My mind drifted to Katherine. Samuel had been right; she’d delighted in pitting Damon and me against each other. I wanted to get into Katherine’s brain and try to imagine what she would do in my circumstances. Maybe that was the answer. What better way to fight a maniacal vampire than to think like one myself?

Katherine, though, was hardly alone. And not just with her abundance of male suitors. She had her maidservant, Emily, by her side. Emily, who was also a witch. She’d perform spells for Katherine, giving her an advantage over humans and vampires both.

I needed something beyond the Power I had as a vampire. I needed to talk to James.

“What’s that?” Cora asked nervously, pulling me out of my reverie. Something was scuttling around behind a moldering hatbox in the corner and Cora was looking around the shop as though expecting to find one of the mannequins had come to life. Remarkably, the abandoned store was more frightening in the weak light of day than it had been in darkness.

“Let’s go. I have an idea,” I said.

She stood up and brushed off her dress. She looked exhausted and dirty, but resolute. Despite everything she had seen, she was choosing to move forward and keep fighting. And that inspired me. If Cora was strong enough to stare down impossible odds, I was going to make sure she survived to have a long and fulfilling life.

When we reached the Emporium, I rapped three times, listening for sounds on the other side of the door.

“Who’s there?” James called. I heard jars rattling about.

“It’s Stefan, Damon’s brother,” I replied. Sometimes, my relationship to Damon came in handy, I had to admit. Finally, James opened the door. His good eye was oozing even more than it had been the other day, and he looked right past me to Cora.

“What’s she doing here?” he asked suspiciously.

“She’s all right. She’s a friend,” I answered.

“A human? I swear, some vampires never learn,” he said roughly, but he hustled us inside the tiny shop. He locked eyes with me. “You need goat’s blood tea. On the house. I like to do my best customers favors, because I know it’ll come back to me in some way. And you certainly helped me get rid of my back inventory of vervain.” He gestured to a small table in the corner, waving us to sit down.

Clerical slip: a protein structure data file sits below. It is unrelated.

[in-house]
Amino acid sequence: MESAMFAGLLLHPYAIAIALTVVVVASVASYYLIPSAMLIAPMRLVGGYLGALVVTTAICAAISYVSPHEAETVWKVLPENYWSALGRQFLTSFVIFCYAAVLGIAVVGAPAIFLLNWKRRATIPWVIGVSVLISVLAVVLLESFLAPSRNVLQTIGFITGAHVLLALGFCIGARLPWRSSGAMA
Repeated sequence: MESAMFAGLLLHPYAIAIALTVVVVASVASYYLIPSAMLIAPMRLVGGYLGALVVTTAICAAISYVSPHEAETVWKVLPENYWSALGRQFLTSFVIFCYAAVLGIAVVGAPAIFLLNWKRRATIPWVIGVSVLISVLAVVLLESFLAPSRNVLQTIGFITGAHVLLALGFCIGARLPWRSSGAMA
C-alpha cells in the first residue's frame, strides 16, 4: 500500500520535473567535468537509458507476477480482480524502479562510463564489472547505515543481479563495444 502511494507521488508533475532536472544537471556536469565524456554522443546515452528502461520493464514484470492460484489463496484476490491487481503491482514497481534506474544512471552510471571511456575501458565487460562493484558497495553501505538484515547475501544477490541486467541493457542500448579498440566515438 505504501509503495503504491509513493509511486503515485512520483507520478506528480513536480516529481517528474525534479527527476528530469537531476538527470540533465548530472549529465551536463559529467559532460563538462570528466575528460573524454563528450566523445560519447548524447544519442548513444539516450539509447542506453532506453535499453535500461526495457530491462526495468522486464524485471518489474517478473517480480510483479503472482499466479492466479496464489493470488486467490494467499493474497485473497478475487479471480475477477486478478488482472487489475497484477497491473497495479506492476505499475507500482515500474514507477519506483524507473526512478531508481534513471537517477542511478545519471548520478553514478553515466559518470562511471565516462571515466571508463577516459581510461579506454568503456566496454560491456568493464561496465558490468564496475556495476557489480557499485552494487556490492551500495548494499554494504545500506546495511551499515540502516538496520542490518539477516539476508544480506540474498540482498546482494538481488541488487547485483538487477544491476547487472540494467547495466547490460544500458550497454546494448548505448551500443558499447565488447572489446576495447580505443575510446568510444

I shifted uncomfortably from one foot to the other, unsure of how to tell him what had actually happened with the vervain. I decided to stall, hoping that the magic-infused products lining the shelves would inspire a new plan. “Tea would be terrific.”

James bustled around in the back of the shop as Cora and I sat at the rickety table.

“A special drink for the miss,” James said as he returned, offering Cora a steaming mug of broth. “It has rhinoceros horn flakes. Good for bravery,” he explained solemnly. Cora clutched the cup with two hands and took a tiny sip.

“It’s good,” Cora said. “It just tastes like the Irish tea back home.”

“Well, you’re not here for tea, so let’s talk,” James said, taking a seat behind the counter and draining his own mug. “Where’s your brother?”

I chose my words carefully. “He’s on a different path now,” I said. That much was true. Whether the road was leading to destruction, I was trying not to think. “But we need your help. The Jack the Ripper murders are being committed by a demented vampire. London is in danger.”